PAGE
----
Sherman's Food Adventures: Yuan's Shanghai Serendipity Cuisine

Yuan's Shanghai Serendipity Cuisine

If you haven't already noticed, the cost of dining out at a Chinese restaurant has gone up considerably in the last decade.  What was once an affordable way to dine has now entered the "fine dining" level.  Even cheap neighbourhood dives are becoming a thing of the past as those generally exist out in the burbs.  When Yuan's Shanghai Serendipity Cuisine opened a few years ago, I heard that it was expensive and overpriced.  If we fast forward to the present, it doesn't look all that unreasonable anymore since many other spots in Richmond are in the same price point.  I've been to their sister restaurant (Z&Y) before, so it was about time I actually ate at their original location.

We gathered up the family including the grandparents for a nice Shanghainese Dim Sum lunch.  Starting things off, we got right down to business with the Xiao Long Bao.  We only went for one order since we had quite a few items on deck already.  Turns out that we should've ordered more despite this as they were pretty good.  At first glance, the skin didn't look very thin, but it ate well being al dente while still tender.  Bursting with soup, the meat filling was tender with a bounce.  It was meaty in flavour with a hint of ginger (but could've used more xiaoshing wine).  Naturally, the soup tasted similar with a pleasant sweetness where the salt level was conservative.  Sporting an equally bouncy meat filling, the Pan-Fried Pork Buns were somewhat juicy.  I enjoyed the relatively thin exterior bun since many other versions are too thick and doughy.  

Arriving in a beautiful dark reddish brown hue, the Hot & Sour Soup was fairly spicy.  It wasn't as if it was painful heat, but it definitely got more pronounced as I ate it.  There was more heat than tanginess while the base broth had depth and exhibited a certain savouriness.  There was an adequate amount of ingredients including the usual wood ear mushroom, carrots, tofu, julienned pork, shrimp and egg.  I would've liked to see a bit more shrimp though as not everyone got one in their bowl.  Looking rather spicy, but in reality it really wasn't, the Wontons in Garlic Chili Sauce were not bad.  As pictured, the tender and bouncy pork filling was encased in a super thin wonton wrapper.  They were delicate and almost juicy while bathed in plenty of chili oil.  Personally I could've used more savouriness and even more heat.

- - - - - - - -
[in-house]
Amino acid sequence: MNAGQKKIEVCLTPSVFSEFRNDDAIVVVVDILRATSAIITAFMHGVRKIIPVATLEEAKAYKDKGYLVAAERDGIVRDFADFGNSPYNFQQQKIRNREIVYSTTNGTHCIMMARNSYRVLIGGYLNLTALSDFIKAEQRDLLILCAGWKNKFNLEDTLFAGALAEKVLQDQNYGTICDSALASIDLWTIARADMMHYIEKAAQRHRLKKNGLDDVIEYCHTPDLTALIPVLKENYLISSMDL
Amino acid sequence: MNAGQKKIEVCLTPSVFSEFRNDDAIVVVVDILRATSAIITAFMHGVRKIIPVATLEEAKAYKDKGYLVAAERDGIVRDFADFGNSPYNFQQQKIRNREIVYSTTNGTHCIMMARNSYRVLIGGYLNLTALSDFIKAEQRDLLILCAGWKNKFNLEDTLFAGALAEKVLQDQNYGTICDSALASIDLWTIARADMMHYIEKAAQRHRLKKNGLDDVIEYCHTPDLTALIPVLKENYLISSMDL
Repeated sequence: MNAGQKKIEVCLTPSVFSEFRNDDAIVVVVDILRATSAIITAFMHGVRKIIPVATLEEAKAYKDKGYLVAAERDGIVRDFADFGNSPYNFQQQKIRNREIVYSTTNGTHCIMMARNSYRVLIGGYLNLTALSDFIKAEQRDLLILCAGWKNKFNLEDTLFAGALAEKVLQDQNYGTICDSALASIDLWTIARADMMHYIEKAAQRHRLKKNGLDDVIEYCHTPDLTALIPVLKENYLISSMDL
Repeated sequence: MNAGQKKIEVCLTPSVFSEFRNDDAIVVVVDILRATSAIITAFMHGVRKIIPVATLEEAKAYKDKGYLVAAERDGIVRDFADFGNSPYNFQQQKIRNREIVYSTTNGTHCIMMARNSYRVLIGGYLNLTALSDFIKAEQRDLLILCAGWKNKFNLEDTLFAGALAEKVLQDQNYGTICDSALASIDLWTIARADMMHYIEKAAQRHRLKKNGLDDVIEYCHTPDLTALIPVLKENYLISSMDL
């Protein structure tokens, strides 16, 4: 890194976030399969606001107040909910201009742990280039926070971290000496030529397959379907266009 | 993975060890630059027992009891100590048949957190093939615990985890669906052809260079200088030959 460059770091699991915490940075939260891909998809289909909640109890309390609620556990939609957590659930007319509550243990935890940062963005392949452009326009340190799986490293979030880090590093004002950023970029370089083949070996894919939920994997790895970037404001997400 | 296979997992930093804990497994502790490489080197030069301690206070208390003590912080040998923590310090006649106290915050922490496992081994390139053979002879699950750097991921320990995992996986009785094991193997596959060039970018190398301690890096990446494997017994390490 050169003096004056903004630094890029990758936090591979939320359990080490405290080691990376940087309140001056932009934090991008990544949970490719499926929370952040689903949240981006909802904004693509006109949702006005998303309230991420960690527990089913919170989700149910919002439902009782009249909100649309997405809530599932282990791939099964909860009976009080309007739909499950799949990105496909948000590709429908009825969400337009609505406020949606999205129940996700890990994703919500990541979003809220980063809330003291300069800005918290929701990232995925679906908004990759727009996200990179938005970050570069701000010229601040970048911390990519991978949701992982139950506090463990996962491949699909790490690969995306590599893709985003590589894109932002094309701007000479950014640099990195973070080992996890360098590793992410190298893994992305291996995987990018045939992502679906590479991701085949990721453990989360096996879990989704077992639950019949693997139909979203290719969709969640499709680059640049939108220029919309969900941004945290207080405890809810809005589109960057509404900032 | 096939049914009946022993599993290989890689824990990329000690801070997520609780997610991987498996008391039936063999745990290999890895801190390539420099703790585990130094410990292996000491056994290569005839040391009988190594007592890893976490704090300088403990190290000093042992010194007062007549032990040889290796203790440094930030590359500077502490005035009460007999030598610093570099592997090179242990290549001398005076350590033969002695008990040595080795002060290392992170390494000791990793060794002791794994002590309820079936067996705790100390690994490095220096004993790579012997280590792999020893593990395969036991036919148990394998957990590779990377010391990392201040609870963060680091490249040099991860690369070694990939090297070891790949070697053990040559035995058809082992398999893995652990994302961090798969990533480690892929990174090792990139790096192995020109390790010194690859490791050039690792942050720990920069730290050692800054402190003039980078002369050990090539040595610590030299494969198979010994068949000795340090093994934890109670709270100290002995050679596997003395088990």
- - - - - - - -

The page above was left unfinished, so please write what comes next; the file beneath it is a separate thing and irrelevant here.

Although the Smoked Duck appeared to be dry and chewy, it was actually wasn't.  I found the skin fairly well-rendered and crispy with only a few fatty portions.  Both the dark and breast meat were moist.  There was definitely some smokiness, but it wasn't as strong as I would've liked.  On the other hand, the meat was salty enough that it was far from bland.  The accompanying buns were fairly soft and were natural compliments to the flavourful duck.  We considered the Wok-Fried Rice Cake to be a dish that was both good and bad.  Exhibiting plenty of wok heat, the flavours were caramelized and the rice cakes were nicely seared.  However, the veggies were completely obliterated.  They were beyond mushy and oil-logged.  It would've been better than they stir-fried them separately and combined them at the end of the wok-frying. 

We also go one of my parent's favourite dishes in the Shredded Chicken and Mung Bean Noodle Salad.  For the picture, there was a mini-noodle pull because it was completely covered by a generous helping of peanut sauce.  This was quite textbook with chewy noodles, tender chicken and crunchy julienned cucumber.  As mentioned, there was enough sweet and salty peanut sauce to coat everything (and I mean everything).  As for my son, he loves Chee Fan (Sticky Rice Wrap with dried pork floss) mostly because of the salty donut.  This featured a thin layer of sticky rice that was not dried out nor too soft.  There was a crispy, albeit dense, donut in the middle with dried pork floss and pickled mustard greens.  Not a complicated dish, but this was done right and they didn't skimp on the ingredients.

Our last dish was one of the best-tasting - Pork Ribs with Black Vinegar Sauce.  It sported a classic sweet tanginess with the depth of black vinegar.  It was well-balanced and highly addictive.  The ribs were tender enough with a meaty chewiness.  However, the batter on the outside was a bit too thick.  Despite this, it was still crunchy.  Overall, the food was more than acceptable at Yuan's and frankly, I do not understand all of the bad reviews.  Yes, it is on the pricier side, but it isn't any more than Shanghai River and the sort.  Also, please do not compare this to smaller spots like Chen's or Shanghai Morning since they are in a different class of restaurant.  It's like comparing Bishop's to White Spot (he did have a curry on the menu before though... LOL).

The Good:
- Fairly solid eats
- Nice dining space
- Decent service

The Bad:
- As mentioned, on the pricier side
- That parking lot sucks goat nads...

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